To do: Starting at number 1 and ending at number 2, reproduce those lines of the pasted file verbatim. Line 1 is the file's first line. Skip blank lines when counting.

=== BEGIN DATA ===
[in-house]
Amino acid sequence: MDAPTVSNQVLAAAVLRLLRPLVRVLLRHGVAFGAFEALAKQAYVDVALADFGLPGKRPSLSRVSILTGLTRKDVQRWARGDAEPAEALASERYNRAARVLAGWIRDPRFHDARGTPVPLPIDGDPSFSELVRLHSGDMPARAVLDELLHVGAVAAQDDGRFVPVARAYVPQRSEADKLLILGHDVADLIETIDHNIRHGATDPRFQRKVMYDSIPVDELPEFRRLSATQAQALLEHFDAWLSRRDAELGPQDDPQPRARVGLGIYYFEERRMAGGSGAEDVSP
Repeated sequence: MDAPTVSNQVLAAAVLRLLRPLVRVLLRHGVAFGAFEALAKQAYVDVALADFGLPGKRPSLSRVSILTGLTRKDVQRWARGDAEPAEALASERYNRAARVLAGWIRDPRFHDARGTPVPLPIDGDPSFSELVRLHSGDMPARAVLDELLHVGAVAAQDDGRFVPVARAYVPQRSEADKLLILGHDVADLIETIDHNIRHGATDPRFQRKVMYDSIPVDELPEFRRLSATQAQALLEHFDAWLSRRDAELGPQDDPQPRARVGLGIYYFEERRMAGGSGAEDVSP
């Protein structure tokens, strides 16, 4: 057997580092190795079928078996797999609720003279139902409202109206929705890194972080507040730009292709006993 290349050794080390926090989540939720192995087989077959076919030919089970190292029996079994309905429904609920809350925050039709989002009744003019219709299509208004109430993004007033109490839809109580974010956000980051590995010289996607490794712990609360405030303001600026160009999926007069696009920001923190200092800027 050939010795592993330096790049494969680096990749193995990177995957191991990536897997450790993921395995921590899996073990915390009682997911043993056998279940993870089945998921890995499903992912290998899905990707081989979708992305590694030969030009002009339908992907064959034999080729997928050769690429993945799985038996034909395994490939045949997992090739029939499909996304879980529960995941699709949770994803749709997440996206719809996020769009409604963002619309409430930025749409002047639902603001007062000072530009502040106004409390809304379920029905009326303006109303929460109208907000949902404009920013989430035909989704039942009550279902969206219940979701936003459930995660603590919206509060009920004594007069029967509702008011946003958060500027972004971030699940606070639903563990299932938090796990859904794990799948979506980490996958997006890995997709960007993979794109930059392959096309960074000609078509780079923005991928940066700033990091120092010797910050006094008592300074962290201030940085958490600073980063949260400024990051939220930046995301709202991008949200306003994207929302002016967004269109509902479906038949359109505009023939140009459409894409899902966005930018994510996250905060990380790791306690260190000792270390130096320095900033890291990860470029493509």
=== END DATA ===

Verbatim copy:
[in-house]
Amino acid sequence: MDAPTVSNQVLAAAVLRLLRPLVRVLLRHGVAFGAFEALAKQAYVDVALADFGLPGKRPSLSRVSILTGLTRKDVQRWARGDAEPAEALASERYNRAARVLAGWIRDPRFHDARGTPVPLPIDGDPSFSELVRLHSGDMPARAVLDELLHVGAVAAQDDGRFVPVARAYVPQRSEADKLLILGHDVADLIETIDHNIRHGATDPRFQRKVMYDSIPVDELPEFRRLSATQAQALLEHFDAWLSRRDAELGPQDDPQPRARVGLGIYYFEERRMAGGSGAEDVSP